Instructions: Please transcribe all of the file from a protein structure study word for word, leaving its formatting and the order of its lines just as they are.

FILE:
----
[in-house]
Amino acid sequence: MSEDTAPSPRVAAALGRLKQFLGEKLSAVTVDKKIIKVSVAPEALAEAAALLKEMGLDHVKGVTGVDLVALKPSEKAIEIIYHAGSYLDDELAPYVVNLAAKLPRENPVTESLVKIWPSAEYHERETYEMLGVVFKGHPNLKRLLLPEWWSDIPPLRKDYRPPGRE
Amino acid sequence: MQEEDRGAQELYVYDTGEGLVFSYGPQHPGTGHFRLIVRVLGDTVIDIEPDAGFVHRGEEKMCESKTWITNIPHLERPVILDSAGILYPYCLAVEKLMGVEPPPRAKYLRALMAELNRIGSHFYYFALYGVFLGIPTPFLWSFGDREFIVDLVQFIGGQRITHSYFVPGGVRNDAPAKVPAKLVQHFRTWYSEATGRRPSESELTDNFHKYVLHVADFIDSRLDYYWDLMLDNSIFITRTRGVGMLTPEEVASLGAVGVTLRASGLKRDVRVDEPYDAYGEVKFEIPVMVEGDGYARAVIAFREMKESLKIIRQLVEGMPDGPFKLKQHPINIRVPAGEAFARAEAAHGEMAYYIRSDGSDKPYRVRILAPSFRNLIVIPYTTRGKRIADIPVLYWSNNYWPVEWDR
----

[in-house]
Amino acid sequence: MSEDTAPSPRVAAALGRLKQFLGEKLSAVTVDKKIIKVSVAPEALAEAAALLKEMGLDHVKGVTGVDLVALKPSEKAIEIIYHAGSYLDDELAPYVVNLAAKLPRENPVTESLVKIWPSAEYHERETYEMLGVVFKGHPNLKRLLLPEWWSDIPPLRKDYRPPGRE
Amino acid sequence: MQEEDRGAQELYVYDTGEGLVFSYGPQHPGTGHFRLIVRVLGDTVIDIEPDAGFVHRGEEKMCESKTWITNIPHLERPVILDSAGILYPYCLAVEKLMGVEPPPRAKYLRALMAELNRIGSHFYYFALYGVFLGIPTPFLWSFGDREFIVDLVQFIGGQRITHSYFVPGGVRNDAPAKVPAKLVQHFRTWYSEATGRRPSESELTDNFHKYVLHVADFIDSRLDYYWDLMLDNSIFITRTRGVGMLTPEEVASLGAVGVTLRASGLKRDVRVDEPYDAYGEVKFEIPVMVEGDGYARAVIAFREMKESLKIIRQLVEGMPDGPFKLKQHPINIRVPAGEAFARAEAAHGEMAYYIRSDGSDKPYRVRILAPSFRNLIVIPYTTRGKRIADIPVLYWSNNYWPVEWDR